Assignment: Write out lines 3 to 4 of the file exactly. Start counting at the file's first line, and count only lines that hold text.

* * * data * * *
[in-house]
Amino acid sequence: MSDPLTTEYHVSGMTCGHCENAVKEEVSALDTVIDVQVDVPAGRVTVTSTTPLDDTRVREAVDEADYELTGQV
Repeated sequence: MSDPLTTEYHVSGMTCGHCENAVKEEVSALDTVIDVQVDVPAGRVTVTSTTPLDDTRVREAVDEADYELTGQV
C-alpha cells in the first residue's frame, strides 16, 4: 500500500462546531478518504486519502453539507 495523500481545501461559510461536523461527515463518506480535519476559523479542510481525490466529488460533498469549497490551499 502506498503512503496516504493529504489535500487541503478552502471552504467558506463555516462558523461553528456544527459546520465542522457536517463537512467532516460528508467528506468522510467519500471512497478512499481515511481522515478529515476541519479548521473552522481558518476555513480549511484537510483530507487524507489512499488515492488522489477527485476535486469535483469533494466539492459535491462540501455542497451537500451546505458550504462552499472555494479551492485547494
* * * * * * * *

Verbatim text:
Repeated sequence: MSDPLTTEYHVSGMTCGHCENAVKEEVSALDTVIDVQVDVPAGRVTVTSTTPLDDTRVREAVDEADYELTGQV
C-alpha cells in the first residue's frame, strides 16, 4: 500500500462546531478518504486519502453539507 495523500481545501461559510461536523461527515463518506480535519476559523479542510481525490466529488460533498469549497490551499 502506498503512503496516504493529504489535500487541503478552502471552504467558506463555516462558523461553528456544527459546520465542522457536517463537512467532516460528508467528506468522510467519500471512497478512499481515511481522515478529515476541519479548521473552522481558518476555513480549511484537510483530507487524507489512499488515492488522489477527485476535486469535483469533494466539492459535491462540501455542497451537500451546505458550504462552499472555494479551492485547494